Matthew 26:17-19, 26-30
17 On the first day of the Festival of Unleavened Bread, the disciples came to Jesus and said, “Where do you want us to prepare for you to eat the Passover meal?”
18 He replied, “Go into the city, to a certain man, and say, ‘The teacher says, “My time is near. I’m going to celebrate the Passover with my disciples at your house.” ’” 19 The disciples did just as Jesus instructed them. They prepared the Passover.
26 While they were eating, Jesus took bread, blessed it, broke it, and gave it to the disciples and said, “Take and eat. This is my body.” 27 He took a cup, gave thanks, and gave it to them, saying, “Drink from this, all of you. 28 This is my blood of the covenant, which is poured out for many so that their sins may be forgiven. 29 I tell you, I won’t drink wine again until that day when I drink it in a new way with you in my Father’s kingdom.” 30 Then, after singing songs of praise, they went to the Mount of Olives.
Churches do food and feasting really well. Maxwell Street Presbyterian Church, where I preached this today, is no exception. Pam and Kate prepare and serve some of the best church meals I have ever eaten. As Christians, and as human beings, we like to eat. We eat after we worship. We eat for happy events, like baptisms, confirmations, graduations, birthdays, and weddings. Families of origin or of faith gather to share a meal in honor of a momentous occasion.
We also eat when we are sad. Some of us may do that alone, with a pint of ice cream or whole block of cheese. But for communal mourning, we eat as a community of faith.
Some churches have grieving committees or hospitality teams, who prepare a meal for those who are too tired to cook for themselves, physically, mentally, and spiritually fatigued. And this blessed ministry served my family last week as we said goodbye to my grandmother. It was greatly appreciated. Our bodies need good healthy food to sustain us for the emotional stress that comes before, during, and after of any life changing event, happy or sad, birth, wedding, or death.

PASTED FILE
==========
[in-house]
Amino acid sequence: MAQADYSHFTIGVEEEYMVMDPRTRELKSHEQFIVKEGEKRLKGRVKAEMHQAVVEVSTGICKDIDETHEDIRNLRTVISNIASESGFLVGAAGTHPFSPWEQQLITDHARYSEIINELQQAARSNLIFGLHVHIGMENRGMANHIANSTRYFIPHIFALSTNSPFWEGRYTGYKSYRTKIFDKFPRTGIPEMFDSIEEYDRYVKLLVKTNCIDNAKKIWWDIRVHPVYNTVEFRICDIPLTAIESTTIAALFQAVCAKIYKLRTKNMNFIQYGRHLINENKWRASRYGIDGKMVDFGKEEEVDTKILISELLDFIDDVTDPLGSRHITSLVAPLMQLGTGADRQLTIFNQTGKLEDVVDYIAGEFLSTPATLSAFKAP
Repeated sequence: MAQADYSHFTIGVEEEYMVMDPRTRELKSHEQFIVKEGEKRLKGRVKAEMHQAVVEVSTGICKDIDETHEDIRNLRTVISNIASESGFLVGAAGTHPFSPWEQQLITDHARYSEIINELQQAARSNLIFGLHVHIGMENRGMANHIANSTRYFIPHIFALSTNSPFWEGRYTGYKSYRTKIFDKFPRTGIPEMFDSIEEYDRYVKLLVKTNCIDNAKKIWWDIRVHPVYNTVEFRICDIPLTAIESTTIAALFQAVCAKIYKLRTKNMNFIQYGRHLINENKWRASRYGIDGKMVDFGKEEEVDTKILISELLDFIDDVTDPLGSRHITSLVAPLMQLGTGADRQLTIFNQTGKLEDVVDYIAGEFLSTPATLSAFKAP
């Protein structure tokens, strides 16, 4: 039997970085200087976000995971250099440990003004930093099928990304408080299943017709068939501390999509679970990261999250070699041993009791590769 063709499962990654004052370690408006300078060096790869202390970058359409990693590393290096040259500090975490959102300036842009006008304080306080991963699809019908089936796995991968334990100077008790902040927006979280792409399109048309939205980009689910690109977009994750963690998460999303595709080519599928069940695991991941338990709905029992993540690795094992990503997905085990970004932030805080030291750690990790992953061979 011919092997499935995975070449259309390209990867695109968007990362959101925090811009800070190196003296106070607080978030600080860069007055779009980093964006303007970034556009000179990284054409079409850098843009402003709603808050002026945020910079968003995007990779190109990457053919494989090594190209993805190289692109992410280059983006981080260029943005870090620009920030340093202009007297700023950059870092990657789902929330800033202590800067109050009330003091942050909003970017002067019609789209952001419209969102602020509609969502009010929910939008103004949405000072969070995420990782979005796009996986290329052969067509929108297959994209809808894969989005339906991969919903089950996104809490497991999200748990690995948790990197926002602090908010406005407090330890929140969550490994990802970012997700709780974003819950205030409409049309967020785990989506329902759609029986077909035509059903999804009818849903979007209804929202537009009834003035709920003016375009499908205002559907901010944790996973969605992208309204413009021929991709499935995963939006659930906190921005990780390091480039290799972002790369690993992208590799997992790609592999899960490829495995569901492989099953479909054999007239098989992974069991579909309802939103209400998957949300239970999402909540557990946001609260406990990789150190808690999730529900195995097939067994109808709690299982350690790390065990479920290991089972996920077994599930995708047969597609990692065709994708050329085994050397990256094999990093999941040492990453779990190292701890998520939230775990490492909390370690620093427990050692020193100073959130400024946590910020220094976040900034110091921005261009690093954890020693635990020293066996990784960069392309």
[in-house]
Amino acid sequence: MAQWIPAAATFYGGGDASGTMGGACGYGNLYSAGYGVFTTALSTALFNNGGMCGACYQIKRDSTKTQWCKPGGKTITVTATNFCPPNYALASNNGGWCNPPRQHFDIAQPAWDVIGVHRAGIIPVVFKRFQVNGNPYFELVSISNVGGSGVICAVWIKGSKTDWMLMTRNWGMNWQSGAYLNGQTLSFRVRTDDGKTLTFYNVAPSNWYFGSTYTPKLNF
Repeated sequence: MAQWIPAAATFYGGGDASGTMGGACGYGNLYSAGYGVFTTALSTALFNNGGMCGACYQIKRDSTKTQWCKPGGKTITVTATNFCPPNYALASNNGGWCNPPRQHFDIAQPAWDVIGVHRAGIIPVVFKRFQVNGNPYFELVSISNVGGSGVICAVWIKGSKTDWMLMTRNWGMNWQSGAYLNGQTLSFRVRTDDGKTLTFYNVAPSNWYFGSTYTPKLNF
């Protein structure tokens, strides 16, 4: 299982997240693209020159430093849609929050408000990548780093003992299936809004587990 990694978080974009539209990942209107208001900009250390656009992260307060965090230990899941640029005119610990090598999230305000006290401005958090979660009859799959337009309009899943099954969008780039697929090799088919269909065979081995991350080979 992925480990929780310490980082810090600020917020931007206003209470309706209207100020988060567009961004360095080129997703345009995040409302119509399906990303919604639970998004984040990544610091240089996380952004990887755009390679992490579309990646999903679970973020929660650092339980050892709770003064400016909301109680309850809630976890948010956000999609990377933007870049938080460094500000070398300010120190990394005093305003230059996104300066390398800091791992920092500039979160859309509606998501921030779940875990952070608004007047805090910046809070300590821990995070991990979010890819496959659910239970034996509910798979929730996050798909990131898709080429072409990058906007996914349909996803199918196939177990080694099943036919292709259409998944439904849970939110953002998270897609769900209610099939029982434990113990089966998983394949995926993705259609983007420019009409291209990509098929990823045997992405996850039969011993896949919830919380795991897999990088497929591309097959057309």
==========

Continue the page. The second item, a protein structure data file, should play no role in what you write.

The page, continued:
There is a biblical mandate for gathering for a meal, of course, as a sign of hospitality, when the people are just plain hungry, and to commemorate a special event. Remember Sarah, manna, Cana.
Passover is one of those traditions. After the Exodus from slavery, Jews gathered (and gather still) to remember how they were freed and to whom they owe gratitude. There are traditional elements present at a Seder meal, each deep with meaning.
In the text above, we know that Jesus is celebrating the Passover with his disciples. But unlike some other gospel tellings of this evening, the specific dishes are left unlisted. All we know is that Jesus was with his friends, his closest allies and one betrayer, to have a bite to eat, to drink wine, and be filled. He was reclining, as was custom, with his companions, which literally means, “one who eats bread with another.”
For most Jews, this annual meal represents a time of commemoration and celebration, a meal to recall what their ancestors had suffered and to honor their freedom from oppression. It makes sense that Jesus wished to be with his people to share the Passover meal by breaking bread.
When the disciples were sent to prepare the Passover meal, they may not have known that they were about to experience something simple, yet profound. They may not have realized that they were acting as the grieving committee or hospitality team. They were unaware that they were participating not only in Passover, but a “wake.”
Some of you may be familiar with the definition of a wake as staying round the clock with the body of the deceased, between death and burial. Although this dinner could be viewed as that, the traditional wake, originating in Ireland, as I understand, is a time after the funeral full of feasting and merrymaking. This may be especially true if the service is celebration of a life well-lived and lived long. Memories are shared, and laughing is not discouraged. People eat and drink, sing and dance perhaps.